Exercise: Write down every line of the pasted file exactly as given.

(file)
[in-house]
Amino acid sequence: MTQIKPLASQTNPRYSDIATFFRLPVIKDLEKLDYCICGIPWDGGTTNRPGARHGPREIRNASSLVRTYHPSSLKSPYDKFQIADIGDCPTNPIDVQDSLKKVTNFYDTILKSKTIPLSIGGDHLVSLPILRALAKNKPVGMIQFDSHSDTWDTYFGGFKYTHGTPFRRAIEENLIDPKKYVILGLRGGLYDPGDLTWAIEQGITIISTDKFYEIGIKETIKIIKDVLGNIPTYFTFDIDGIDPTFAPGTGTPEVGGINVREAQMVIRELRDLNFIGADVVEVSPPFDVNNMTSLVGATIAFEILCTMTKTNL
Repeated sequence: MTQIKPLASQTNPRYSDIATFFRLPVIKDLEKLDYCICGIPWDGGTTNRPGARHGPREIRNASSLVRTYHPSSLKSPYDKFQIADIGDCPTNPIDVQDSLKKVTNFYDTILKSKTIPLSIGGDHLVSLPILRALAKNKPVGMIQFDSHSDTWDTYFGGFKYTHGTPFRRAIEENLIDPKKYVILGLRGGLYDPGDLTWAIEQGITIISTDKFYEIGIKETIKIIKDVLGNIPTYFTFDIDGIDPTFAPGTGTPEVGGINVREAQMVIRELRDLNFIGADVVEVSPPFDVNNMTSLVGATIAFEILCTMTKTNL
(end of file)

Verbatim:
[in-house]
Amino acid sequence: MTQIKPLASQTNPRYSDIATFFRLPVIKDLEKLDYCICGIPWDGGTTNRPGARHGPREIRNASSLVRTYHPSSLKSPYDKFQIADIGDCPTNPIDVQDSLKKVTNFYDTILKSKTIPLSIGGDHLVSLPILRALAKNKPVGMIQFDSHSDTWDTYFGGFKYTHGTPFRRAIEENLIDPKKYVILGLRGGLYDPGDLTWAIEQGITIISTDKFYEIGIKETIKIIKDVLGNIPTYFTFDIDGIDPTFAPGTGTPEVGGINVREAQMVIRELRDLNFIGADVVEVSPPFDVNNMTSLVGATIAFEILCTMTKTNL
Repeated sequence: MTQIKPLASQTNPRYSDIATFFRLPVIKDLEKLDYCICGIPWDGGTTNRPGARHGPREIRNASSLVRTYHPSSLKSPYDKFQIADIGDCPTNPIDVQDSLKKVTNFYDTILKSKTIPLSIGGDHLVSLPILRALAKNKPVGMIQFDSHSDTWDTYFGGFKYTHGTPFRRAIEENLIDPKKYVILGLRGGLYDPGDLTWAIEQGITIISTDKFYEIGIKETIKIIKDVLGNIPTYFTFDIDGIDPTFAPGTGTPEVGGINVREAQMVIRELRDLNFIGADVVEVSPPFDVNNMTSLVGATIAFEILCTMTKTNL